Decedent’s Estate: Request for a Final Tax Determination
(1)The representative of a decedent’s estate has an affirmative duty to file any returns which the decedent failed to file or was unable to file (e.g., the return required for the part of the tax year prior to death, or returns required for previous tax years which weren’t filed due to the final illness of the decedent) and to pay the indicated tax, penalties and interest, if any, from the funds of the estate. The state has no duty to watch for printed notices to creditors or to file a creditor’s claim with the decedent’s representative.
(2)The representative of a decedent’s estate may make an election for a final tax determination of any returns required to be filed under chapter 316 during the period of estate administration from a decedent or a decedent’s estate. The election must be in writing and may be made by filing Department of Revenue Form 150-101-151 “Election for Final Tax Determination.” The election is applicable to:
(a)All individual income tax returns filed by the decedent for which the statute of limitations is open for adjustment at the time the election is filed;
(b)The decedent’s final individual income tax return;
(c)Any individual income tax returns the representative of a decedent’s estate is required to file on behalf of the decedent because the decedent failed to file the required returns prior to their death; and
(d)Any fiduciary income tax returns filed during the period of estate administration. The election must be filed with the return(s) for which the election is applicable.
(3)The Department of Revenue may give notice of deficiency as described in ORS 305.265 (Deficiency notice) within 18 months after a written election for final tax determination is made by the representative of the decedent’s estate. If the Department of Revenue fails to give notice of deficiency within the 18 month period, the statute of limitations for the returns covered by the election for final tax determination will expire, except as described in paragraph (4). The Department of Revenue has no affirmative duty to respond to the election for final tax determination in any way other than the giving of notice of deficiency within 18 months.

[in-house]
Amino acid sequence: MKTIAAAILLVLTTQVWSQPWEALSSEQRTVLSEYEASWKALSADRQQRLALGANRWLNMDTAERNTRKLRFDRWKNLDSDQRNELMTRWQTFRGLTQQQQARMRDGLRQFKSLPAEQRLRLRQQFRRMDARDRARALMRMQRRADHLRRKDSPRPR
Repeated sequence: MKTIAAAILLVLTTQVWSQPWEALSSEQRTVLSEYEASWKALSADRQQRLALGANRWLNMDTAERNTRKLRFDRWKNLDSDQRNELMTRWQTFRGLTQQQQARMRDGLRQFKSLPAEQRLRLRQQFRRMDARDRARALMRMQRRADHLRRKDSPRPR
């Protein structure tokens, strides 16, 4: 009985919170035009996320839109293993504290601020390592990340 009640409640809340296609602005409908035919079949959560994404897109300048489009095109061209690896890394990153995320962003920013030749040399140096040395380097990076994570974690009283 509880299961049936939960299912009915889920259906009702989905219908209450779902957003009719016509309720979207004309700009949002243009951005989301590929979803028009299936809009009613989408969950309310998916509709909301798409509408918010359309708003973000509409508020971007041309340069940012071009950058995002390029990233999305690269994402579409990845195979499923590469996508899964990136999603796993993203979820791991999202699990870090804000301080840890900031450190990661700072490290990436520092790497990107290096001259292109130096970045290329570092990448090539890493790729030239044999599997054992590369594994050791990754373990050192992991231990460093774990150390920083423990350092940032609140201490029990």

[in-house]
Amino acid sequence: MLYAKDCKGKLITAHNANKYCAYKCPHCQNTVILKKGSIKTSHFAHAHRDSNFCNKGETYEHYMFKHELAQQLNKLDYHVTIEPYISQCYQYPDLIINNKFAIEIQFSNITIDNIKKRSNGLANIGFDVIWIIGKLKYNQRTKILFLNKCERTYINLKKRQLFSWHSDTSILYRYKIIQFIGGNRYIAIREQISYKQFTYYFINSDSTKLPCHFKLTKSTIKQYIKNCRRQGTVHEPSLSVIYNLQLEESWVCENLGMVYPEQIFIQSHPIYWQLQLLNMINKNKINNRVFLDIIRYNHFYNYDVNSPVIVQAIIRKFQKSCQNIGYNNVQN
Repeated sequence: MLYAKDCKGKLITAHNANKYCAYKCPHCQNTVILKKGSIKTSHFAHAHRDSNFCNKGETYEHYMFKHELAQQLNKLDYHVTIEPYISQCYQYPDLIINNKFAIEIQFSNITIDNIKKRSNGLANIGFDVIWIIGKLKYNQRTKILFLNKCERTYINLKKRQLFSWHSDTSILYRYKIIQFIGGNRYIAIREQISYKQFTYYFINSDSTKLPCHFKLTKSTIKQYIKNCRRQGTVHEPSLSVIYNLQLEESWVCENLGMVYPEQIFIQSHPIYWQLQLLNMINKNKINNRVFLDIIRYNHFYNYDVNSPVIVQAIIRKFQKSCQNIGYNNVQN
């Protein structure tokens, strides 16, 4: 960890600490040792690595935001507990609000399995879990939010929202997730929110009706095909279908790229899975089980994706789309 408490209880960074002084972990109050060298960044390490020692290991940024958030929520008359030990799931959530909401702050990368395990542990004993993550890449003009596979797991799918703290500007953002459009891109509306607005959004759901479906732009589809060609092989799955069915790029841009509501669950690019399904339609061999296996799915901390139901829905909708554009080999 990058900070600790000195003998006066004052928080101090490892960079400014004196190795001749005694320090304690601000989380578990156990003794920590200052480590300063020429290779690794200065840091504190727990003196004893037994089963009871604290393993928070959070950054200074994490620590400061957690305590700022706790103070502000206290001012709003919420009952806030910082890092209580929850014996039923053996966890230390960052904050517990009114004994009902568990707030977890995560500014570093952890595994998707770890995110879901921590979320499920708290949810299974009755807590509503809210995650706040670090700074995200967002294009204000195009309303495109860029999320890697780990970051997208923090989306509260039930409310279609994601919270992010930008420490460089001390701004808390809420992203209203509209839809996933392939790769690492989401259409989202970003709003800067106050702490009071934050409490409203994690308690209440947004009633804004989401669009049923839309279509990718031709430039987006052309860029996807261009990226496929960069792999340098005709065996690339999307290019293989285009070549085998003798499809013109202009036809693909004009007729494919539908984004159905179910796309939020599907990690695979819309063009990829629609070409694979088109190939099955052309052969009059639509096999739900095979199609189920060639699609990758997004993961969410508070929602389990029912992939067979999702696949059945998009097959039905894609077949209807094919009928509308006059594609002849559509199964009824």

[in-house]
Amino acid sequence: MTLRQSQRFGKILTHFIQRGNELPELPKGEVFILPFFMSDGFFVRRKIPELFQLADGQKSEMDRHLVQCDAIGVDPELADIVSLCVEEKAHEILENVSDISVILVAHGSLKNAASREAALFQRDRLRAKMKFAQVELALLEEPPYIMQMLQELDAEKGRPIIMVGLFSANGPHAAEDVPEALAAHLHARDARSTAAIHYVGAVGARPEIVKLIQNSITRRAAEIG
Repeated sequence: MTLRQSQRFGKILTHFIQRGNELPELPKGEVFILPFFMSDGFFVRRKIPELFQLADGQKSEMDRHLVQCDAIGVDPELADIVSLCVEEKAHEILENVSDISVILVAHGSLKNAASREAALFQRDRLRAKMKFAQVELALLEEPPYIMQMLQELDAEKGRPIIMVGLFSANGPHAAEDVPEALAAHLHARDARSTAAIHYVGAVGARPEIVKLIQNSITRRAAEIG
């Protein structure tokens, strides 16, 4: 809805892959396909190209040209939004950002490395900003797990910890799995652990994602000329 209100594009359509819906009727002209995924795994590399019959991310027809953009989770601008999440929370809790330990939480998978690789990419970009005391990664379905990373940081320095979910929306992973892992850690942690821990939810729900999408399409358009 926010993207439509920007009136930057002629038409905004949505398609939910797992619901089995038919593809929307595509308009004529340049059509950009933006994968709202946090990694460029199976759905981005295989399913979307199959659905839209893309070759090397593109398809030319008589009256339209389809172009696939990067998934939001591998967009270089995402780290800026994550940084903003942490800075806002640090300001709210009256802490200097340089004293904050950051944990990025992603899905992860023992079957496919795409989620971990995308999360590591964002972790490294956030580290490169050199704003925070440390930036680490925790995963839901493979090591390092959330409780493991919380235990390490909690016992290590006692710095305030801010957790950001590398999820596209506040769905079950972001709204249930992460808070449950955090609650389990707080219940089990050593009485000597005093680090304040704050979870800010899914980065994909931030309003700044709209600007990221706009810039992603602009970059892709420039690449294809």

(4)The limitations to the giving of a notice of deficiency provided in this section shall not apply in the following circumstances:
(a)If the department finds that gross income equal to 25 percent or more of the gross income reported has been omitted from the taxpayer’s return, notice of deficiency may be given at any time within five years after the return was filed;
(b)If the department finds that false or fraudulent returns were filed, or that no returns were filed but returns were required to be filed, notice of deficiency, or notice of assessment in the case of failure to file, may be given at any time after the department makes that finding;
(c)If the Commissioner of Internal Revenue makes a correction resulting in a change of the decedent’s or the estate of the decedent’s tax, then notice of deficiency may be given within one year after the department is notified of such federal correction, or within the applicable 18-month or five-year period, whichever period expires later.
(5)The representative of a decedent’s estate may choose to close the estate administration at the earliest date practicable, even though the period for giving notice of deficiency has not expired. If the department then gives notice of deficiency, the transferees of the money or property of the estate shall be liable for the tax, penalties and interest imposed against the decedent or the decedent’s estate.
Rule 150-316-0450 — Decedent’s Estate: Request for a Final Tax Determination,